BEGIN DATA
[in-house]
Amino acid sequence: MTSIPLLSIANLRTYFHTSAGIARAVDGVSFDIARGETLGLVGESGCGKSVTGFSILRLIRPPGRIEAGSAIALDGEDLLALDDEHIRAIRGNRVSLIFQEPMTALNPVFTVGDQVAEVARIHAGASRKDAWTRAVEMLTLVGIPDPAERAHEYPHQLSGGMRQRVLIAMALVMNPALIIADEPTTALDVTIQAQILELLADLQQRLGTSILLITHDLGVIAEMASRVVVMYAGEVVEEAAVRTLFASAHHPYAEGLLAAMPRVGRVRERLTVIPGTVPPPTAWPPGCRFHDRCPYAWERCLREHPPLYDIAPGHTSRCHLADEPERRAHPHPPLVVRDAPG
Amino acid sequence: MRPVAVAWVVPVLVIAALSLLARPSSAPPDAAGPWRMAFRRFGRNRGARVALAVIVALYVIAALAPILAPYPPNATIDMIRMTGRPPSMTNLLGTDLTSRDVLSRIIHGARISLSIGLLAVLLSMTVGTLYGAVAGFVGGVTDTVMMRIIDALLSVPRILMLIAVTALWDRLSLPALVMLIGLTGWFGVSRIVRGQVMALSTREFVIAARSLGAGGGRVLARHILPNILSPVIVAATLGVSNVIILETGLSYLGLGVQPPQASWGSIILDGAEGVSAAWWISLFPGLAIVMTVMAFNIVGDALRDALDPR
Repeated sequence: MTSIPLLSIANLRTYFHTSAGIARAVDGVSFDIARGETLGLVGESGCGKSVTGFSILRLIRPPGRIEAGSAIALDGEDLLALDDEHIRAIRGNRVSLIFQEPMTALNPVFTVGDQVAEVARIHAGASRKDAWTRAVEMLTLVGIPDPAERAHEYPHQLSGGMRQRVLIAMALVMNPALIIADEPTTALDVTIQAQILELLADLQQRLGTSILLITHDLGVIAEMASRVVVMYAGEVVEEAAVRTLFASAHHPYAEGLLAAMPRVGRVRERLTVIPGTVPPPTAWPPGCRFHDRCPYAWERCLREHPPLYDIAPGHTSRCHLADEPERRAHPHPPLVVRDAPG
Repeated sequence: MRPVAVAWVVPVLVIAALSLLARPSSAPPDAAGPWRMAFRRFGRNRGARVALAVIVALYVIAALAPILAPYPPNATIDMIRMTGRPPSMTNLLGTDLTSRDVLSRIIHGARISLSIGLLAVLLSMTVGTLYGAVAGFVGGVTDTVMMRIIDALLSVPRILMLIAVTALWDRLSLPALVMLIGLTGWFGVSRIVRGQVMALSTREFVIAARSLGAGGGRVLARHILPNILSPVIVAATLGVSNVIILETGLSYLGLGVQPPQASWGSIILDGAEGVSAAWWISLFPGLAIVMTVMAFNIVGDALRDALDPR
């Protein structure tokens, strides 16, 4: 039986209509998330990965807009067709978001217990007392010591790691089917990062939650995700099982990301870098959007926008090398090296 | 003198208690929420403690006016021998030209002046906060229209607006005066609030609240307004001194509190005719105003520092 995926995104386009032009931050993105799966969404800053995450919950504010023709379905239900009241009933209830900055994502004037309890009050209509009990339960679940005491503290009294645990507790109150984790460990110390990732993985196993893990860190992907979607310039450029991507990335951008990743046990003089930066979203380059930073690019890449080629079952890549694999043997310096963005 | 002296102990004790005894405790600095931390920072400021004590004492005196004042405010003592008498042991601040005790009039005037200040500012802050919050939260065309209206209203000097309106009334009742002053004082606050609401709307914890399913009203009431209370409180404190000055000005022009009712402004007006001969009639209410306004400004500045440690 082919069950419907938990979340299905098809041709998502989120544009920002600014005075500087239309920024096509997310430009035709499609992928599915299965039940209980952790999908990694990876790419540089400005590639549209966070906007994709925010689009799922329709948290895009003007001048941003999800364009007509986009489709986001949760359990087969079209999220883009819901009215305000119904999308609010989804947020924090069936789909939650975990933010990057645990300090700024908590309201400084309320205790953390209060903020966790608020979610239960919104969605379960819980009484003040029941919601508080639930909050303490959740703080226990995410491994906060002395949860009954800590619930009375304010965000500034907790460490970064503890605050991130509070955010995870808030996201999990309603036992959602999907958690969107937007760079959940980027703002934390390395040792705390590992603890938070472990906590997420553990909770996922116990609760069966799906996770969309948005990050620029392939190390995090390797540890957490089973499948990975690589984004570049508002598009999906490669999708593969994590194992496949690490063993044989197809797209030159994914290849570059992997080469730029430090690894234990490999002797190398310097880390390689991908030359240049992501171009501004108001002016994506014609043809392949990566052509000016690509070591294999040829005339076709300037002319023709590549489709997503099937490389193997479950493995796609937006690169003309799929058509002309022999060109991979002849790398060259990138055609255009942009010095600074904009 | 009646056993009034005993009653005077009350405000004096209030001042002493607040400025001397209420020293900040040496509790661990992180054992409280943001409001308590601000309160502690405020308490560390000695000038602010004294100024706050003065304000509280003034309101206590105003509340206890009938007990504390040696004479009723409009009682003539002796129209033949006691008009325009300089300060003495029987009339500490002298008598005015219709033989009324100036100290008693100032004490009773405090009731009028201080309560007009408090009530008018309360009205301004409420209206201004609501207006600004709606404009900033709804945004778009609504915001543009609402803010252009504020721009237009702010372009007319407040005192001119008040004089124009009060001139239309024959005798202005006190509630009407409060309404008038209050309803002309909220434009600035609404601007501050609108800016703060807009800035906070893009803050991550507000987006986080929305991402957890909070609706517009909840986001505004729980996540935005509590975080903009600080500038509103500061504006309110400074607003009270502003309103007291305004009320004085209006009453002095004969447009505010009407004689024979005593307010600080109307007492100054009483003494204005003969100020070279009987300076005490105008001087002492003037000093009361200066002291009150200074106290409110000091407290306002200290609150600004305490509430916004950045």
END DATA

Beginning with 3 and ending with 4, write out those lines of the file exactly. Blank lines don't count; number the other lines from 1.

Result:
Amino acid sequence: MRPVAVAWVVPVLVIAALSLLARPSSAPPDAAGPWRMAFRRFGRNRGARVALAVIVALYVIAALAPILAPYPPNATIDMIRMTGRPPSMTNLLGTDLTSRDVLSRIIHGARISLSIGLLAVLLSMTVGTLYGAVAGFVGGVTDTVMMRIIDALLSVPRILMLIAVTALWDRLSLPALVMLIGLTGWFGVSRIVRGQVMALSTREFVIAARSLGAGGGRVLARHILPNILSPVIVAATLGVSNVIILETGLSYLGLGVQPPQASWGSIILDGAEGVSAAWWISLFPGLAIVMTVMAFNIVGDALRDALDPR
Repeated sequence: MTSIPLLSIANLRTYFHTSAGIARAVDGVSFDIARGETLGLVGESGCGKSVTGFSILRLIRPPGRIEAGSAIALDGEDLLALDDEHIRAIRGNRVSLIFQEPMTALNPVFTVGDQVAEVARIHAGASRKDAWTRAVEMLTLVGIPDPAERAHEYPHQLSGGMRQRVLIAMALVMNPALIIADEPTTALDVTIQAQILELLADLQQRLGTSILLITHDLGVIAEMASRVVVMYAGEVVEEAAVRTLFASAHHPYAEGLLAAMPRVGRVRERLTVIPGTVPPPTAWPPGCRFHDRCPYAWERCLREHPPLYDIAPGHTSRCHLADEPERRAHPHPPLVVRDAPG